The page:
Re: Need guidance
From: Stephen S (not_at_home.nope)
Date: Sat, 18 Sep 2004 22:43:14 -0500
in email@example.com Robb posted:
> OK, the latest critical MS security patch has me baffled as
> to why I bother with their OS. Please help me find some answers to my
> own additional FAQ questions for their 28th Sec Bull of the year.
> 23. Which Linux distro should I start with if I'm a newbie to
> it, but have been in IT for 15+ years?
If you have a Windows machine and want to try Linux I suggest either a
bootable CD or a distro that installs on a FAT32 partition, like
DragonLinux. Either way will allow you to get the feel of the OS without
having to repartition your hard drive.
> 24. How do I know what hardware to put this Linux distro with
> if I'm building a new system?
Just about every Linux distro can be scaled to run on most any hardware.
If you have plenty of ram and HD space go with the fancier GUI packages.
If you are using old hardware to try Linux on, go with a lighter windows
manager like blackbox. You have the choice of what and how much to load
at install with most distros.
> 25. How do I build a completely MS-free, Linux-based system
> that even my technophobe wife (who may freak if it doesn't
> look exactly like our old MS system) can use?
You can set the system to boot into GUI mode. It comes up with a
graphical user login and then gives each user the desktop style they
like. There is even a windows manager that tries to look as much like a
MSWindows desktop as possible.
> 26. Is Linux any better, since I'll have to depend on several
> distros and/or word of mouth to get bug/security fixes for
> it, as opposed to one company like MS?
<sigh> Here we go again...
Bug fixes for MSWindows will often have to do with vulnerabilities that
compromise the whole system while doing everyday tasks, such as browsing
the internet, or reading email. With the interconnectivity of all the MS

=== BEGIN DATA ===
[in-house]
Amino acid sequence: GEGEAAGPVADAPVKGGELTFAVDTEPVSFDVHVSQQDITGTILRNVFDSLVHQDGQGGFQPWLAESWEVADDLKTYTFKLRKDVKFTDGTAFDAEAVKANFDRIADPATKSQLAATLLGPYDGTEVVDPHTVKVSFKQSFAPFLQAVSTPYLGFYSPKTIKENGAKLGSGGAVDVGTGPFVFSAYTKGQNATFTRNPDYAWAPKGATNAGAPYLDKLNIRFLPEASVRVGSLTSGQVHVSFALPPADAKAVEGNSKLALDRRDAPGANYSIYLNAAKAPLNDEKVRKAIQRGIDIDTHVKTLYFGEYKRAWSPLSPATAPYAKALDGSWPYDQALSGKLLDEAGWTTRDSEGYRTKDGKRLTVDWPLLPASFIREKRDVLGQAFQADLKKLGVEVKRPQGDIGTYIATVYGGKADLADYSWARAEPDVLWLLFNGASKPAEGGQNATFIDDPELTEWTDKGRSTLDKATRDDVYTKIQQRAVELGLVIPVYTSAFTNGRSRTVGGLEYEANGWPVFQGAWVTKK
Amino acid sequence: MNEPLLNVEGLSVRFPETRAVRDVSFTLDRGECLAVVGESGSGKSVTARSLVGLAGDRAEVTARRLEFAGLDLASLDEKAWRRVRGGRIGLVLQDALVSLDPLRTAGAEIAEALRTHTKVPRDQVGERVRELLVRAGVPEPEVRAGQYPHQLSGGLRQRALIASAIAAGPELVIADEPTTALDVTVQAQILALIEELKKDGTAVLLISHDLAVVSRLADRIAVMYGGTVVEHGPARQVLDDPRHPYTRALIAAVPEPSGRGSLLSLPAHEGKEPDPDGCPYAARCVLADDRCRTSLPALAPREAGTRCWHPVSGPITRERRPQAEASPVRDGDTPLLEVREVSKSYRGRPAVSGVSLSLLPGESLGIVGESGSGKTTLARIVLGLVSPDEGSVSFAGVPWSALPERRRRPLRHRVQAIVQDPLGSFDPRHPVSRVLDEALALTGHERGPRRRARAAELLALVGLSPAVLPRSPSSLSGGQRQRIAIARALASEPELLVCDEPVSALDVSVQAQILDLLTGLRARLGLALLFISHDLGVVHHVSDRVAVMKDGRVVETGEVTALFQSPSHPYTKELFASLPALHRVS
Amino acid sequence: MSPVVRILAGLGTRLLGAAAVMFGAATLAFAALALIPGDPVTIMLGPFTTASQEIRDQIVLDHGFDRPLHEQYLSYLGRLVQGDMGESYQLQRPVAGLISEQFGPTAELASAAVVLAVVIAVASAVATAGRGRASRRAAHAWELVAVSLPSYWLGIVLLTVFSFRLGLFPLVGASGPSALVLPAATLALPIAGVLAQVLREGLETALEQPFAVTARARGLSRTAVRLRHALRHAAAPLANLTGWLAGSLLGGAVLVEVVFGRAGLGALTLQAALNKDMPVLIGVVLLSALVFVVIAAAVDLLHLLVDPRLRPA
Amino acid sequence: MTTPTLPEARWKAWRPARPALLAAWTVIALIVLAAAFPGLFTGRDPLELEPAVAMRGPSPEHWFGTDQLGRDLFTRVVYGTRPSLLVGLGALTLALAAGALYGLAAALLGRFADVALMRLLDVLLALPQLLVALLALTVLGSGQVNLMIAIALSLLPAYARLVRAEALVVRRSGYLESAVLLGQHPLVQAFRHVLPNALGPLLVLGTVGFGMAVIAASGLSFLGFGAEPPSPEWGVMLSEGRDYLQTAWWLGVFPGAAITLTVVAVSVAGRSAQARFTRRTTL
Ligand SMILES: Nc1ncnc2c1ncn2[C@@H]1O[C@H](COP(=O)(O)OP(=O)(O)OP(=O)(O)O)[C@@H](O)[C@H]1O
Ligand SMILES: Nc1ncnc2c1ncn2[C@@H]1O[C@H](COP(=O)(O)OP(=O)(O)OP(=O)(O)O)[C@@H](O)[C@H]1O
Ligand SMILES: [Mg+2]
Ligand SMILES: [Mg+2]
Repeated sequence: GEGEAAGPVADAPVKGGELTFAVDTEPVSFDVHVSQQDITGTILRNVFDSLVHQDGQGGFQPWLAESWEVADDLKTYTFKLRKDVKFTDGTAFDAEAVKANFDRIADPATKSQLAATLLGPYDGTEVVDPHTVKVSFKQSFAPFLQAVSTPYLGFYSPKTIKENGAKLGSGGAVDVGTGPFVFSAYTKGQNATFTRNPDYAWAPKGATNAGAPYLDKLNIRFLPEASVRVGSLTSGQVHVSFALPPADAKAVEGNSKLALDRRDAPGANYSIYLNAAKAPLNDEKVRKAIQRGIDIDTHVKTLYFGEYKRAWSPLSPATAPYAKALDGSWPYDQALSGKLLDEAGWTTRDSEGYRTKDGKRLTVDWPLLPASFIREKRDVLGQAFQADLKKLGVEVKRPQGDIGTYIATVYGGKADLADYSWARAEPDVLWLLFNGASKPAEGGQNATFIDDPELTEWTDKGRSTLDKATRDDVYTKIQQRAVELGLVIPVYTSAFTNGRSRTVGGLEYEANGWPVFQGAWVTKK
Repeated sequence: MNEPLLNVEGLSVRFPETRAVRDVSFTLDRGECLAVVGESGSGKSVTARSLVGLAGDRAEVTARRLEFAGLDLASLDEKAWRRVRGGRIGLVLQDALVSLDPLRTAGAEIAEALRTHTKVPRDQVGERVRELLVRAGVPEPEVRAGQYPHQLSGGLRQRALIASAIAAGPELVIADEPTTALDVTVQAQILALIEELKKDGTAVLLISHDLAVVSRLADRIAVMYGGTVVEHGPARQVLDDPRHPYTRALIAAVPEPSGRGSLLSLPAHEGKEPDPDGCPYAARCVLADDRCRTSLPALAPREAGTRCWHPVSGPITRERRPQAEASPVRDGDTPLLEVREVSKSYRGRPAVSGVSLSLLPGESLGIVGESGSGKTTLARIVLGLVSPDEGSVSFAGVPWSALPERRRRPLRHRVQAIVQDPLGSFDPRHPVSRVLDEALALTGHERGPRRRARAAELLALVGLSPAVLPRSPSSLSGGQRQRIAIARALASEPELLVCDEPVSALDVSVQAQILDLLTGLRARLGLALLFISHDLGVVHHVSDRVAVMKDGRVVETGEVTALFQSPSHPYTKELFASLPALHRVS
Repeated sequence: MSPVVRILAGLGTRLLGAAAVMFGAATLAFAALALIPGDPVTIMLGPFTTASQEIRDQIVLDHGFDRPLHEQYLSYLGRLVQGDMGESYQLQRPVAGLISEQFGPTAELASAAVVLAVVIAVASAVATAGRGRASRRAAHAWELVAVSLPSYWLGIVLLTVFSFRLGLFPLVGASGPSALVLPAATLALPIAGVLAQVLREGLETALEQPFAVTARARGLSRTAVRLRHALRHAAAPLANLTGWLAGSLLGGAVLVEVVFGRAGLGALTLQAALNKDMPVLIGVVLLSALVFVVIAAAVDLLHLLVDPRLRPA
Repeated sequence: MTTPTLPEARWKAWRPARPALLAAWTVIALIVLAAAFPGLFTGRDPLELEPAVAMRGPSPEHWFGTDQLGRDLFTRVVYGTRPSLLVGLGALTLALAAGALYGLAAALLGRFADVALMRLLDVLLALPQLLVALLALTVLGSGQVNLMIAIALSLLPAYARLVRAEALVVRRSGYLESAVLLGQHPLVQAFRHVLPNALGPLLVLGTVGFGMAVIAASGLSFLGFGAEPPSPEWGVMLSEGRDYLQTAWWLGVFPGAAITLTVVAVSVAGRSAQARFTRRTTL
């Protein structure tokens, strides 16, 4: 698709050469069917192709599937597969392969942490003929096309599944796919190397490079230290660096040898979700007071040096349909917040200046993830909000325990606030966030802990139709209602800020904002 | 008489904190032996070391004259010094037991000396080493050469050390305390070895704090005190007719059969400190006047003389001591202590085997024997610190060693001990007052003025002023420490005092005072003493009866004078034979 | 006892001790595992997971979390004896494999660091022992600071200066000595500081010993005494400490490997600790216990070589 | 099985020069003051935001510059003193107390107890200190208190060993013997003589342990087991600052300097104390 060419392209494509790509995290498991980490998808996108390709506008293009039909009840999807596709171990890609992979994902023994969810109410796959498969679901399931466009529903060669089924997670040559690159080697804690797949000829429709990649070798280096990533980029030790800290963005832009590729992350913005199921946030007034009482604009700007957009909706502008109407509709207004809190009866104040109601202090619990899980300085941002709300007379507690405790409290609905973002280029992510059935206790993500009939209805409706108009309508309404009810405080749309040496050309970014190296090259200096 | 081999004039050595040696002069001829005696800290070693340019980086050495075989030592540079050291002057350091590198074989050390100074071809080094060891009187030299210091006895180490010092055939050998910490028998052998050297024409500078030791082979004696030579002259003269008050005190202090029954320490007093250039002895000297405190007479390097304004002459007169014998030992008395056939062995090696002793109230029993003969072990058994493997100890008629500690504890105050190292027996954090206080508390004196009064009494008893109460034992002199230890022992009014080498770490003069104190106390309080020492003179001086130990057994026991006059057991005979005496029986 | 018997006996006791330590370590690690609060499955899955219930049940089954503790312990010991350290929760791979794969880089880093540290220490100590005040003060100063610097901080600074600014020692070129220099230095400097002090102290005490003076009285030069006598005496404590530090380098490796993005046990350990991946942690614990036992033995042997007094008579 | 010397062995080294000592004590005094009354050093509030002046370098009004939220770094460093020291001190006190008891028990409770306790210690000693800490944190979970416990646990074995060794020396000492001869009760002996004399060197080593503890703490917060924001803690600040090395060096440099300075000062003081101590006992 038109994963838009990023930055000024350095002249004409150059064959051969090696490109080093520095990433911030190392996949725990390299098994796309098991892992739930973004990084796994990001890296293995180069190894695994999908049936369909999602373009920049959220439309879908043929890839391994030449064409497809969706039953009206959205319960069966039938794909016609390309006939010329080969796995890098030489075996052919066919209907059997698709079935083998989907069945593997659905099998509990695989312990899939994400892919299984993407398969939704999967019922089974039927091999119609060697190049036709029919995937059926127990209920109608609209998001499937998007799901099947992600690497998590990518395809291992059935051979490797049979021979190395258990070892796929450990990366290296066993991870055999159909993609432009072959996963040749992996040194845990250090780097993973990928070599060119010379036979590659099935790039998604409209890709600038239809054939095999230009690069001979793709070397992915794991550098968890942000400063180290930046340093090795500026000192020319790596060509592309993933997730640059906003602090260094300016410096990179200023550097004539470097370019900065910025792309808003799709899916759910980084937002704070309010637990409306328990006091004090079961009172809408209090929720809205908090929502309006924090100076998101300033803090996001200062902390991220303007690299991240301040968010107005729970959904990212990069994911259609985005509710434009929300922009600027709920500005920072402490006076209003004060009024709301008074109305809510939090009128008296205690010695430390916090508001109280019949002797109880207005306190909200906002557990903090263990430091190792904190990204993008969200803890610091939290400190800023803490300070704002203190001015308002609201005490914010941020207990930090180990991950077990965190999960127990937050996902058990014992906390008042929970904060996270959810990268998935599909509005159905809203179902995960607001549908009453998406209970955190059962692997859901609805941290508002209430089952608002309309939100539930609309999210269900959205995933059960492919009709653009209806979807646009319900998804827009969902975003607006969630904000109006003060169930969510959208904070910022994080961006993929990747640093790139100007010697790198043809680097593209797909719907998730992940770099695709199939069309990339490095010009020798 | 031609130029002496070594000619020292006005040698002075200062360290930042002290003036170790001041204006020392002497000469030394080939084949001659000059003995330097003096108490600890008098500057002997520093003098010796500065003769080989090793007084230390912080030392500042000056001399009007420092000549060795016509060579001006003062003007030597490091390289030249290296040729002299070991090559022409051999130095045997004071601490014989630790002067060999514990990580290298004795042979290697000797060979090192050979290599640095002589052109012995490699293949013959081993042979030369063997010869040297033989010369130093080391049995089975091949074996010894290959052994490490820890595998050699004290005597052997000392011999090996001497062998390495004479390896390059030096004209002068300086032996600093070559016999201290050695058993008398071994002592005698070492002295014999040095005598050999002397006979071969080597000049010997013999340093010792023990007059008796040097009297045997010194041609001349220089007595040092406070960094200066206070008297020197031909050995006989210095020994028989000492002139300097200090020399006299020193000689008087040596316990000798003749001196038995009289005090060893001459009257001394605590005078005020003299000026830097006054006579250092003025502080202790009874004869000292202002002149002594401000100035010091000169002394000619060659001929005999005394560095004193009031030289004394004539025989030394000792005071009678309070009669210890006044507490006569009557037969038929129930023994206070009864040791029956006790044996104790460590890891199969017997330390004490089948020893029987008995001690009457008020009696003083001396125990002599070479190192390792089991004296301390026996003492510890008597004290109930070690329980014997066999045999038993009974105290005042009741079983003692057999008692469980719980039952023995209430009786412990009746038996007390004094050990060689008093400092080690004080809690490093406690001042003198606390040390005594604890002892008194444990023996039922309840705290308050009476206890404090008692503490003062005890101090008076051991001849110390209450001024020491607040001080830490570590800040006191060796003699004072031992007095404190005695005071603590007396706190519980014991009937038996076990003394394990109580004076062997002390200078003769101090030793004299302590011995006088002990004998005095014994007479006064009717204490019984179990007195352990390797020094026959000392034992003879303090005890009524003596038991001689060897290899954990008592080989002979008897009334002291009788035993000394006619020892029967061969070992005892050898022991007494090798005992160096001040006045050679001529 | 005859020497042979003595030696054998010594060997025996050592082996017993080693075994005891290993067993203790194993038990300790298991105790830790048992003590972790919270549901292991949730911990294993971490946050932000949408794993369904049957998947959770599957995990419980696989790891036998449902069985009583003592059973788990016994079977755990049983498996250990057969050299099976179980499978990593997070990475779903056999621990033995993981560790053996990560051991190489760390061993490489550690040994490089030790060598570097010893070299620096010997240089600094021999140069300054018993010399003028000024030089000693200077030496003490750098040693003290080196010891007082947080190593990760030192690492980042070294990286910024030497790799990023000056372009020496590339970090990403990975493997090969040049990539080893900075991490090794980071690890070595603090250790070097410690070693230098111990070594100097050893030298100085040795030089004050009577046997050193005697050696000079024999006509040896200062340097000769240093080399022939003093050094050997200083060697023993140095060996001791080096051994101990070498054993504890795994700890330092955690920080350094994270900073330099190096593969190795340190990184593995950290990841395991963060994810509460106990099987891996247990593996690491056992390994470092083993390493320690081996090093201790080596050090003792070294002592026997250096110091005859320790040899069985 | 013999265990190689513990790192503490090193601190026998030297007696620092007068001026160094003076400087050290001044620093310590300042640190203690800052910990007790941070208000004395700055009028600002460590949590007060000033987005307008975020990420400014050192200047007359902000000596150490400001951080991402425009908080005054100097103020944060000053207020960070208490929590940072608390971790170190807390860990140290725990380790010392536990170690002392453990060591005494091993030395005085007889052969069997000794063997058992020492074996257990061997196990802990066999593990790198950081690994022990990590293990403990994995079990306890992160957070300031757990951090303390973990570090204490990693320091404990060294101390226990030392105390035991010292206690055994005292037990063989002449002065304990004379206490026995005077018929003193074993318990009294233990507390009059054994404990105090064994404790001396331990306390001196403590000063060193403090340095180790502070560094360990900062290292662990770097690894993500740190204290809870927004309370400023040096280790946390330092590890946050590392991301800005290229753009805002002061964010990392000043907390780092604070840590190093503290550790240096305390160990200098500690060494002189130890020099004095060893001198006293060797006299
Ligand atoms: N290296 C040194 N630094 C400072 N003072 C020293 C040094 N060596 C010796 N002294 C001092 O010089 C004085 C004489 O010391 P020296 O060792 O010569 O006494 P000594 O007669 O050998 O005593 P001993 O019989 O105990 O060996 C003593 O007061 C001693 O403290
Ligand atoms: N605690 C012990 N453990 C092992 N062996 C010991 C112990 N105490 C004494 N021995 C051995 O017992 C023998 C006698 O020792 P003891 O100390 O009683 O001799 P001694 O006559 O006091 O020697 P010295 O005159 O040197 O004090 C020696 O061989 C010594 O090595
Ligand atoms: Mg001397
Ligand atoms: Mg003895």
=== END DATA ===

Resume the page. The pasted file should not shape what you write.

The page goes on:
programs the exploits, once installed, have the keys to the system.
Bug fixes in Linux are usually for usability of a particular program. If
the problem is an exploit, you have to have that program (from among
many others) installed and usually configured a particular way for the
computer to be compromised. Also, the exploit must often be used from
the keyboard, or require some other lack of security on the machine.
Many descriptions of Linux problems state that they allow a user to run
this or that malicious code. "User" implies that the malicious intruder
already has a login name and password for the machine, or that they have
physical access to it. There are actually very few "remote" exploits for
Linux compared to MSWindows. Most of those remote exploits are easily
guarded against with basic security protocols.
As for getting the fixes or updates... I run Slackware on my server and
a laptop. I use swaret to periodically check for updates. It's an
automated package handling system that makes installing, updating, or
uninstalling a breeze.
I simply run -
- and all my installed packages are current.
> If there's a better forum for these Q's please let me know.
> Thanx in advance,
-- Stephen S. -------------------------